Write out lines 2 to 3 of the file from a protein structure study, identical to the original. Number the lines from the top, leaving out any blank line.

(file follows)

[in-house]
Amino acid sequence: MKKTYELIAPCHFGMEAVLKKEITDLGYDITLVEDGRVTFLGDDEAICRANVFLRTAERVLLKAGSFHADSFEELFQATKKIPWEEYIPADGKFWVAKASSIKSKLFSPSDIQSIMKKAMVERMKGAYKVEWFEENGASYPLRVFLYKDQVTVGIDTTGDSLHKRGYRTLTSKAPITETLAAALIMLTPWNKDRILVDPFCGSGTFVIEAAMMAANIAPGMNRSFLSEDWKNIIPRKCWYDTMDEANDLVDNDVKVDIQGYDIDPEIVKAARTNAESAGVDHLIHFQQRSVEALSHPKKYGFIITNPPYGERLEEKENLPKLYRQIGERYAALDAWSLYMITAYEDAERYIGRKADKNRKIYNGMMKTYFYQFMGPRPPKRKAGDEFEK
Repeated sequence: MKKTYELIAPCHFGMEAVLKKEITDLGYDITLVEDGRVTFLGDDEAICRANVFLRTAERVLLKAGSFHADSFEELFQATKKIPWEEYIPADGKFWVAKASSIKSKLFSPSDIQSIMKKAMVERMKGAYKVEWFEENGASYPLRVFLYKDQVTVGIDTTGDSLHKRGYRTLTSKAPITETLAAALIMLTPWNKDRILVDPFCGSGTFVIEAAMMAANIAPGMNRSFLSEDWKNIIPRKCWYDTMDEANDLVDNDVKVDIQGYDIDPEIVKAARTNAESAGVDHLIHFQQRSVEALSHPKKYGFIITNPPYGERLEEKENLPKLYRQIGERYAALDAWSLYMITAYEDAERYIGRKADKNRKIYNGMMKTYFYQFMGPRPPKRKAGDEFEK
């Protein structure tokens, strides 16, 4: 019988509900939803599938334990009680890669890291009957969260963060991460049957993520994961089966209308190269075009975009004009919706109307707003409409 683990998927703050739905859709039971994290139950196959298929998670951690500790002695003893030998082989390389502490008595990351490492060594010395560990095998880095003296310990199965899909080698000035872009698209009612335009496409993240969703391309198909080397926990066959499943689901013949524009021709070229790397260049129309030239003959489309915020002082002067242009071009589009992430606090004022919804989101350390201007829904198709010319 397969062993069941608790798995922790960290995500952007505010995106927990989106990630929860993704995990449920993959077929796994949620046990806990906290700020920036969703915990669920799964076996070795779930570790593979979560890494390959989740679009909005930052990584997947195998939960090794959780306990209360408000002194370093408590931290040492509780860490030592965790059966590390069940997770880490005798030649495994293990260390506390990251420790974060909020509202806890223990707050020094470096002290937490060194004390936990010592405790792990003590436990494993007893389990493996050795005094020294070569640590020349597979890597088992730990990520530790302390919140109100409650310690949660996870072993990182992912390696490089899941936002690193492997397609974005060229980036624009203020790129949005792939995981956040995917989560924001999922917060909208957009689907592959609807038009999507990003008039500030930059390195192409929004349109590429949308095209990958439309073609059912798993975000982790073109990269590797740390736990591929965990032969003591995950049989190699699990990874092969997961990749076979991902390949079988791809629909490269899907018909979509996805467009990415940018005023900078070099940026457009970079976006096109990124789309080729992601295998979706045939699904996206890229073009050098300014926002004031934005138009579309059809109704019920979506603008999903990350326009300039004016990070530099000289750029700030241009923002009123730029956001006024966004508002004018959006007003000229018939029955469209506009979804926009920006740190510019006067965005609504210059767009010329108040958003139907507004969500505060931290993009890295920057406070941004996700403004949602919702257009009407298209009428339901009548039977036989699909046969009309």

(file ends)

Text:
Amino acid sequence: MKKTYELIAPCHFGMEAVLKKEITDLGYDITLVEDGRVTFLGDDEAICRANVFLRTAERVLLKAGSFHADSFEELFQATKKIPWEEYIPADGKFWVAKASSIKSKLFSPSDIQSIMKKAMVERMKGAYKVEWFEENGASYPLRVFLYKDQVTVGIDTTGDSLHKRGYRTLTSKAPITETLAAALIMLTPWNKDRILVDPFCGSGTFVIEAAMMAANIAPGMNRSFLSEDWKNIIPRKCWYDTMDEANDLVDNDVKVDIQGYDIDPEIVKAARTNAESAGVDHLIHFQQRSVEALSHPKKYGFIITNPPYGERLEEKENLPKLYRQIGERYAALDAWSLYMITAYEDAERYIGRKADKNRKIYNGMMKTYFYQFMGPRPPKRKAGDEFEK
Repeated sequence: MKKTYELIAPCHFGMEAVLKKEITDLGYDITLVEDGRVTFLGDDEAICRANVFLRTAERVLLKAGSFHADSFEELFQATKKIPWEEYIPADGKFWVAKASSIKSKLFSPSDIQSIMKKAMVERMKGAYKVEWFEENGASYPLRVFLYKDQVTVGIDTTGDSLHKRGYRTLTSKAPITETLAAALIMLTPWNKDRILVDPFCGSGTFVIEAAMMAANIAPGMNRSFLSEDWKNIIPRKCWYDTMDEANDLVDNDVKVDIQGYDIDPEIVKAARTNAESAGVDHLIHFQQRSVEALSHPKKYGFIITNPPYGERLEEKENLPKLYRQIGERYAALDAWSLYMITAYEDAERYIGRKADKNRKIYNGMMKTYFYQFMGPRPPKRKAGDEFEK